Professor Sir Mike Richards Chief Inspector of Hospitals

Inspection areas

Safe

Requires improvement

Updated 16 December 2014

Effective

Good

Updated 16 December 2014

Caring

Good

Updated 16 December 2014

Responsive

Requires improvement

Updated 16 December 2014

Well-led

Requires improvement

Updated 16 December 2014

Checks on specific services

Medical care (including older people’s care)

Requires improvement

Updated 19 October 2017

Surgery

Requires improvement

Updated 16 December 2014

We found evidence of good outcomes for patients who underwent surgery at Hammersmith Hospital. There was a backlog of patients waiting for elective surgery with some patients who had experienced long waits for their surgery. The trustdid provide a plan to reduce the backlog of patients waiting for elective surgery. We found preoperative assessment for some surgical specialties was not managed effectively, which often led to cancellation of elective procedures. Data submitted by the trust showed a high rate of procedure cancellation.

The trust had not taken sufficient steps to ensure the ‘five steps to safer surgery’ – from the World Health Organization (WHO) surgical safety checklist – was embedded in practice across Hammersmith Hospital, due to the low numbers of WHO checklist audits. We identified that surgical wards had a low number of nursing vacancies; they regularly reviewed skills mix and used a low volume of agency staff. The majority of staff received mandatory training and further specialist training was available to a wide variety of staff. Infection control procedures and practices were adhered to and regularly monitored.

Procedures and treatments within surgical services followed national clinical guidelines. Pain relief was effectively managed and most nutritional needs of patients were assessed and catered for.

Patients spoke positively about their care and treatment at the hospital. They told us staff were caring, compassionate and professional. Results from the NHS Friends and Family Test were better than the England average, and a high number of patients would recommend this hospital to their family and friends.

Intensive/critical care

Requires improvement

Updated 16 December 2014

Critical care services at Hammersmith Hospital required improvement. We were concerned with bed capacity and staffing arrangements. Capacity was stretched and staffing levels were either not appropriate or not taking into account other arrangements in the hospital. Some aspects of safety requirements were not always adhered to. However, there was good patient feedback and good outcomes for patients.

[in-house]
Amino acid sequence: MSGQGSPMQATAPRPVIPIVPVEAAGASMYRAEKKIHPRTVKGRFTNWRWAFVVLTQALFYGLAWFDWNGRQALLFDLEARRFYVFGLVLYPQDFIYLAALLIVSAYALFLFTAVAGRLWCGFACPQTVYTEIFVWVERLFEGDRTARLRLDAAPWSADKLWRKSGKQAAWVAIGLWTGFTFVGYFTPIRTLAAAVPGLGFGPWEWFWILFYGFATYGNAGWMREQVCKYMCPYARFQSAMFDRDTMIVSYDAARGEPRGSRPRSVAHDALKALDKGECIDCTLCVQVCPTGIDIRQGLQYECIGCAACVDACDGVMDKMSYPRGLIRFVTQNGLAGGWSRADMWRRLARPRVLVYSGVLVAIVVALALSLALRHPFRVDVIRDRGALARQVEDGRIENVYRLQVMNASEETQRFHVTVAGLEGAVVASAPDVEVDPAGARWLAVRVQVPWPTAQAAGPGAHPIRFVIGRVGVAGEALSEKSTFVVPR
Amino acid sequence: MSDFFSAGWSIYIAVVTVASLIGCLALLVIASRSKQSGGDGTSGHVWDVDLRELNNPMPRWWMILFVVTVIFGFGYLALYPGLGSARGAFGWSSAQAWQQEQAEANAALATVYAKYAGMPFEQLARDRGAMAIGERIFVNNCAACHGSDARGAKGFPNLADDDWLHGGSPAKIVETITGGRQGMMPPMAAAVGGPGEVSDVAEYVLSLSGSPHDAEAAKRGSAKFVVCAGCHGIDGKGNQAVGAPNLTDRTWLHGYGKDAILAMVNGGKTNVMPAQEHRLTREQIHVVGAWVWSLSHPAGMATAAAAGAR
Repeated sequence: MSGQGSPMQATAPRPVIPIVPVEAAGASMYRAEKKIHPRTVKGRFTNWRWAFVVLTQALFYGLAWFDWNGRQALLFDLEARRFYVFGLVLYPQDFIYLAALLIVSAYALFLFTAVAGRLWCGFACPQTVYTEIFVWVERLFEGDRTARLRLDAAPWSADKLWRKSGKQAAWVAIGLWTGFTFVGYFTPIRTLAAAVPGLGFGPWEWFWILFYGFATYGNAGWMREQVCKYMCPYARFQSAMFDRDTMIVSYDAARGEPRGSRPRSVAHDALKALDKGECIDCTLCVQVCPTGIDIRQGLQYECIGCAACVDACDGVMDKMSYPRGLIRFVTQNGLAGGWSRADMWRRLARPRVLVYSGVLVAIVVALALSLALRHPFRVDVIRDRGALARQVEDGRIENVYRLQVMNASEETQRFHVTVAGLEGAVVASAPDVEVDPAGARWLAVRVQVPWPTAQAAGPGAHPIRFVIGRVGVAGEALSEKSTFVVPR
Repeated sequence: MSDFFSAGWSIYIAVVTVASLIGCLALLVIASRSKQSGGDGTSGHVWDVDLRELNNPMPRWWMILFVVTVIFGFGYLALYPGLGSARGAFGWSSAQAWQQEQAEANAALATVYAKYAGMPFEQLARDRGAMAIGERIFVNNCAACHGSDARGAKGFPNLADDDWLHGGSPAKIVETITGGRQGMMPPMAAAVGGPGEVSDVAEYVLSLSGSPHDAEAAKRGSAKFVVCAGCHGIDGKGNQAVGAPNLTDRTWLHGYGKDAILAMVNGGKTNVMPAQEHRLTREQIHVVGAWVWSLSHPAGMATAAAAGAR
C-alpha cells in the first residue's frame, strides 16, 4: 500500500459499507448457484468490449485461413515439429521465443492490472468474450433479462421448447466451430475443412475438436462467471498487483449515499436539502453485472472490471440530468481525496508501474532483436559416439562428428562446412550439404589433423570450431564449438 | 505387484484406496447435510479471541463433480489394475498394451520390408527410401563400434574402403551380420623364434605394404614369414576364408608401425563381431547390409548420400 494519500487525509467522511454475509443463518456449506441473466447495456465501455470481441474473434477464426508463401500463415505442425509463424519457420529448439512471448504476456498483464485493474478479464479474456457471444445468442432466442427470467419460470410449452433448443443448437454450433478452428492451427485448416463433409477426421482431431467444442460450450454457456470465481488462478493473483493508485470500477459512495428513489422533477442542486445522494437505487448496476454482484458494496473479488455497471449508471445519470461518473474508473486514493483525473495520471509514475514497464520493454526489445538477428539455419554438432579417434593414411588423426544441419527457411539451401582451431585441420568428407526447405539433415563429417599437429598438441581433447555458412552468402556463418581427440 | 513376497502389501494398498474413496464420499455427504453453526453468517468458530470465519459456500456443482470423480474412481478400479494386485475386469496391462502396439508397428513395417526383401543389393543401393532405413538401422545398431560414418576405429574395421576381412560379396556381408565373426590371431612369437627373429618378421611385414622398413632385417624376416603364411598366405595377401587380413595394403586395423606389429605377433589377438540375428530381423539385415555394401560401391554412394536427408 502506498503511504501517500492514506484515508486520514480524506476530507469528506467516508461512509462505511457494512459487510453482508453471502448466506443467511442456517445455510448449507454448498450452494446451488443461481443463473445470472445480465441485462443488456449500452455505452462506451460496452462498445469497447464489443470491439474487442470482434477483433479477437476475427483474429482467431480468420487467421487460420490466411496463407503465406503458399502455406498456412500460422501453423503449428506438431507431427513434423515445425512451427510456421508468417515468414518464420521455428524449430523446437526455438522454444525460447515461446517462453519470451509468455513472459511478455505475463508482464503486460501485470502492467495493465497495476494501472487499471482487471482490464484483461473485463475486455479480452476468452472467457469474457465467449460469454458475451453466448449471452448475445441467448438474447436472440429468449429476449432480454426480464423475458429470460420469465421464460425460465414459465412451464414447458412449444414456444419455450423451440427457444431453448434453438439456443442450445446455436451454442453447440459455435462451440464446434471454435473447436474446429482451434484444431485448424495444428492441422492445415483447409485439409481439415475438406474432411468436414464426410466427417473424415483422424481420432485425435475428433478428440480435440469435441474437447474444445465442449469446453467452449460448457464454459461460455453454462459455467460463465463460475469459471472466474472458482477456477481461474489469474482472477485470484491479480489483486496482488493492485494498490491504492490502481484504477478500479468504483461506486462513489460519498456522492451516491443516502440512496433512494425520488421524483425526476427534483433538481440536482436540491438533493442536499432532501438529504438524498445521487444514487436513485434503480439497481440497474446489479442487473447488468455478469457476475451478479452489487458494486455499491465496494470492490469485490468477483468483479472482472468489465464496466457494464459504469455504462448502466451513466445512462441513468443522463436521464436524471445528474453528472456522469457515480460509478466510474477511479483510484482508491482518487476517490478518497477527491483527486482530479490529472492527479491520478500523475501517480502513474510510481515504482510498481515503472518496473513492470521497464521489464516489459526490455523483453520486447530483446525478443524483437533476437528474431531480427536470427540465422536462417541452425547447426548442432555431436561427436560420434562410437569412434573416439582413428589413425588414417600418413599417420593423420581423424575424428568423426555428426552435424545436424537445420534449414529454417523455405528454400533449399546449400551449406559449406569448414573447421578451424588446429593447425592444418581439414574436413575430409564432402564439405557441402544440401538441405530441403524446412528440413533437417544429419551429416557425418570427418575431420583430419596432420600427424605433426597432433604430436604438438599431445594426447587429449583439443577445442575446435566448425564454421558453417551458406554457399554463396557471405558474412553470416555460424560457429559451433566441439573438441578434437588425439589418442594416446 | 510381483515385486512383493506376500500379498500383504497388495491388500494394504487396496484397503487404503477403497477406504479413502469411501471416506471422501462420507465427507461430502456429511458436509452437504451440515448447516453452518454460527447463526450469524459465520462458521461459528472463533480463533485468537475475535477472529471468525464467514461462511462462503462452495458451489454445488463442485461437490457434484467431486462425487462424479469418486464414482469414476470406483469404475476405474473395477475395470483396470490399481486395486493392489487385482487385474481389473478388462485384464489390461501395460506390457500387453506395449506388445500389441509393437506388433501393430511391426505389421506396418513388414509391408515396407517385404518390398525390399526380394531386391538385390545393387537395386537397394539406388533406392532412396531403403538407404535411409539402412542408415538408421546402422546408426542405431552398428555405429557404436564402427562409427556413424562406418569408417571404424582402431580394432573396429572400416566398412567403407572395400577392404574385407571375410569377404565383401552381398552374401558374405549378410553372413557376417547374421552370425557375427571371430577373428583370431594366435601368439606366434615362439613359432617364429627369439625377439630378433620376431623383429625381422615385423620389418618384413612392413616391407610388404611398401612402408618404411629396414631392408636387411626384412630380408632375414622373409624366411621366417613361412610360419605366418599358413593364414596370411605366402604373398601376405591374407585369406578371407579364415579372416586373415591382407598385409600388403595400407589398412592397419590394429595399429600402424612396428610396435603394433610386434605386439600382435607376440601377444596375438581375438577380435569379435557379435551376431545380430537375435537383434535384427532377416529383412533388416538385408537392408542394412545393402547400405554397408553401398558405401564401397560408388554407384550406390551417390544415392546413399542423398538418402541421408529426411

Services for children & young people

Requires improvement

Updated 16 December 2014

Both the children’s outpatient department and the David Harvey Ambulatory unit were clean and tidy and there were processes in place to regularly monitor the standards of cleaning. There were procedures in place to manage the deteriorating neonate, child or young person. Whilst medical records were kept safely, there was an emerging theme that clinicians did not always have access to full sets of clinical notes or referrals in-time for clinics.

Children’s services followed national evidence-based care and treatment and carried out a small selection of local audits to ensure compliance. However, there was no auditing of care in which the service could be benchmarked either locally or nationally.

Children and those close to them, such as their parents or carers, were involved in the planning of care and treatment and were able to make individual choices on the care they wished to receive. People spoke positively about their experience of using the David Harvey Unit, which during 2013/2014 received a very low number of complaints.

Whilst the department had embraced the wider “Connecting Care 4 Children” initiative, there was little vision or future strategy for the department. There was no evidence to demonstrate that there had been consideration to alleviating the pressures of the over-subscribed outpatient department located at St Mary’s Hospital.

End of life care

Good

Updated 16 December 2014

There was an inconsistent approach to the completion of ‘do not attempt cardiopulmonary resuscitation’ (DNA CPR) forms. In line with national recommendations, the Liverpool Care Pathway for end of life care had been replaced with a new end of life care pathway framework that had been implemented across the hospital. Action had been taken in response to the National Care of the Dying Audit for Hospitals 2013, which found the trust did not achieve the majority of the organisational indicators in this audit, but there was no formal action plan. However, the majority of the clinical indicators in this audit were met.

There was a recently developed end of life strategy and identified leadership for end of life care. The end of life steering group reported to executive committee. The specialist palliative care team (SPCT) were visible on the wards and supported the care of deteriorating patients and pain management. Services were provided in a way that promoted patient centred care and were responsive to the individual’s needs. Referrals for end of life care were responded to in a timely manner and the team provide appropriate levels of support dependent on the needs of the individual.

There was clear leadership for end of life care and a structure for end of life care to be represented at board level through the director of nursing.

Outpatients

Good

Updated 31 May 2017